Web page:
Are Skyscrapers Bombproof? (May, 1941)
Are Skyscrapers Bombproof?
American Type of Building May Be Answer to Raiders
AMERICAN skyscrapers, often the butt of foreigners’ jokes, stand ready to attain a new and indispensable usefulness. In the view of experts, they constitute a highly satisfactory, if not impregnable, defense against all types of bomb attacks. Even without added safeguards, they can safely protect millions of city dwellers and workers from explosives, gas, and incendiaries. And by the addition of sandbags and steel in vital sectors, they can be made almost as safe as the most elaborate shelter.
Those same Europeans who have laughed at our huge towers of steel and reenforced concrete regard them enviously today, for they have seen their own buildings of wood, brick, and masonry crumble to dust and rubble, graveyards for their hapless occupants. Their few modern structures, however, have withstood the heaviest assaults of incendiary and demolition bombs. Residents of New York with its Empire State, Chrysler, Bank of Manhattan, and forty other towers more than 400 feet high; Chicago, where the Board of Trade, Temple, and almost a dozen others top 500 feet; Detroit, with the Penobscot, and Pittsburgh, with the Gulf Building, enjoy ample protection. Every American city has buildings that afford a large degree of safety.
In the opinion of Ely Jacques Kahn, eminent architect of New York City, skyscrapers are “naturals” as a bomb defense. The common demolition bomb of 550 pounds will penetrate a maximum of eight stories through a steel roof and steel and reenforced concrete floors. With the added protection of sandbags the penetration may be limited to three floors. The most powerful explosive, upon hitting the street, will not hurl fragments able to penetrate modern walls higher than three stories. Poison gas cannot rise more than two or three floors above street level. Incendiaries, weighing only a few pounds, may not penetrate even through a modern building’s roof. Even if they do, they must burn through almost completely fireproof floors and walls.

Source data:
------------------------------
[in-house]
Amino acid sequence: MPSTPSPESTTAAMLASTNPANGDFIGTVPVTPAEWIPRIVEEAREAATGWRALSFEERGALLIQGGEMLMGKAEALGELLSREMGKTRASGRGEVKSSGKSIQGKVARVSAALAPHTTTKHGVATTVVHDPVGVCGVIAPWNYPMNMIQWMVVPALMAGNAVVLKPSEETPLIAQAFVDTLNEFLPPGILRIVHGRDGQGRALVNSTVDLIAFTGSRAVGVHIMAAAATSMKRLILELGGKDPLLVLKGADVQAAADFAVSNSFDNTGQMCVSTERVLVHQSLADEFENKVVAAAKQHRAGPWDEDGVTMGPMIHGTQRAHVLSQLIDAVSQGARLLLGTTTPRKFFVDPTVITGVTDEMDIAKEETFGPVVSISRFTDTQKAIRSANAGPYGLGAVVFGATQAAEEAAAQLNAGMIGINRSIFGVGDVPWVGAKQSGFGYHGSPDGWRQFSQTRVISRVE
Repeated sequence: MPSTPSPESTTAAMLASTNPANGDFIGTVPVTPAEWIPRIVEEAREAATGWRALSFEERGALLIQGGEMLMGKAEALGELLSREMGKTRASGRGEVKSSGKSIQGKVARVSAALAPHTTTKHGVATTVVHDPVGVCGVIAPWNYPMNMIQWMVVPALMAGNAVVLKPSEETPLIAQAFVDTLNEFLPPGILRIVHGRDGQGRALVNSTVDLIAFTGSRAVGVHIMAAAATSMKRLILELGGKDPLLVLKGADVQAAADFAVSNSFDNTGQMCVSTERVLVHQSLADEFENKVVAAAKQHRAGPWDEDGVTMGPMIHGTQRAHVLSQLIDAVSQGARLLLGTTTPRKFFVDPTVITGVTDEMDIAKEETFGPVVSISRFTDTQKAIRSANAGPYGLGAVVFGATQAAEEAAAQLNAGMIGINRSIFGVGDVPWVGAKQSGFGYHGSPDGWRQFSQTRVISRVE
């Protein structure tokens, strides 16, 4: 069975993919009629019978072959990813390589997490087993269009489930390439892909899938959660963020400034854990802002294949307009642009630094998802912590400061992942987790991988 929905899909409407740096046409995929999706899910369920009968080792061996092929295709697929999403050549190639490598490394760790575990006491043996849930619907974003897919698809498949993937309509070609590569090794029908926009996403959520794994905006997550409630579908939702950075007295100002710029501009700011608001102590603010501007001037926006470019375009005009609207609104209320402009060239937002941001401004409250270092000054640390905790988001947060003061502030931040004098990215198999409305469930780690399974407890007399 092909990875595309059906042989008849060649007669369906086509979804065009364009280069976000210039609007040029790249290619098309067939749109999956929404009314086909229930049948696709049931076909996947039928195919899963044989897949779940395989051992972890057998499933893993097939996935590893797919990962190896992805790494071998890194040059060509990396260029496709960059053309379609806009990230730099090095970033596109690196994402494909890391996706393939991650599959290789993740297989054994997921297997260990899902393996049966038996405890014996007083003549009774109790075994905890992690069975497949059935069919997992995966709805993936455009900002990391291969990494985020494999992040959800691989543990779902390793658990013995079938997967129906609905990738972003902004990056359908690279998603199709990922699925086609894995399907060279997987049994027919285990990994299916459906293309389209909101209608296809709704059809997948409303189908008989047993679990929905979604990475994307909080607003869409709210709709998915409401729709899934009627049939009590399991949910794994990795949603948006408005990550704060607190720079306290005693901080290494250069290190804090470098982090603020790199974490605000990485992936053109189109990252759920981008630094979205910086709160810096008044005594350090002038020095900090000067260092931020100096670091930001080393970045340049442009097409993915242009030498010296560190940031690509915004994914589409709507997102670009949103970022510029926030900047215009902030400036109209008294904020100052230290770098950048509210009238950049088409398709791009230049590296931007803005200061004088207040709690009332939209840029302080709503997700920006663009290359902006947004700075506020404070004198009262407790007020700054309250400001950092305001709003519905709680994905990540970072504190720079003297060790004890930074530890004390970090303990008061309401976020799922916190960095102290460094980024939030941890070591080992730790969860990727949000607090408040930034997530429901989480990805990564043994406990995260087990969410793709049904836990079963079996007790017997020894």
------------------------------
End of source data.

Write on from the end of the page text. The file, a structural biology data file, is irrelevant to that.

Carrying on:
Refugees in a skyscraper, then, provided they remain three floors above the street and five or six floors below the roof, are safe from anything except a direct hit which may be directed at them slantwise. For bombs never fall straight; they strike whatever is in their path at an angle. Experience abroad, however, has shown that even a hit like this is a minor catastrophe. It will undoubtedly kill or wound persons sheltered at that level. Striking at the 25th floor, for example, it may penetrate diagonally down to the 20th, killing and maiming en route. But the building’s steel frame is flexible; it will take the shock without collapsing.
No surface structure, modern or otherwise, can be made impervious to a direct hit except at terrific cost, and it is likely that skyscrapers will have to continue to take that risk. Important safeguards such as sandbagging on the top floors, placing sandbags between floors and windows to protect against flying fragments, and bracing windows or covering them with metal sheets, will add greatly to the general safety.
The skyscraper’s defense role however is not limited to protection alone. Military experts concede that the heavily reenforced roofs would easily support antiaircraft-gun emplacements, and shelters for gun crews.
Unique and permanent underground shelters may be the solution in our cities’ most crowded areas. In emergencies they may be used as shelters for almost indefinite periods, completely equipped with food-storage, sanitary, and dormitory facilities; power units for lighting, heating, and ventilating; and ample ingress and egress motorways. A seven-foot layer of reenforced concrete, and reenforced concrete walls, would give them protection against demolition bombs.
In time of peace these subterranean palaces, acres in area, may be transformed into useful civic projects. Thousands of automobiles may find storage and parking space there, new municipal markets, theaters, skating rinks, swimming pools, gymnasiums, auditoriums, and schools may be located there, far from dirt, noise, and traffic.
Ely Jacques Kahn together with his partner, Robert Allan Jacobs, has even envisaged these combination war-and-peace villages as the modern answer to the problem of slum clearance. Mr. Kahn is famous for the designing of many of New York’s best-known buildings and department stores, such as the Squibb Building, 120 Wall Street, Bon-wit Teller, Bergdorf-Goodman, and Jay Thorpe. Slums, he says, are peacetime hazards; they are worse in wartime. Raze them, therefore, and in their stead erect vast areas of parks, playgrounds, and apartment houses, with permanent shelters beneath them.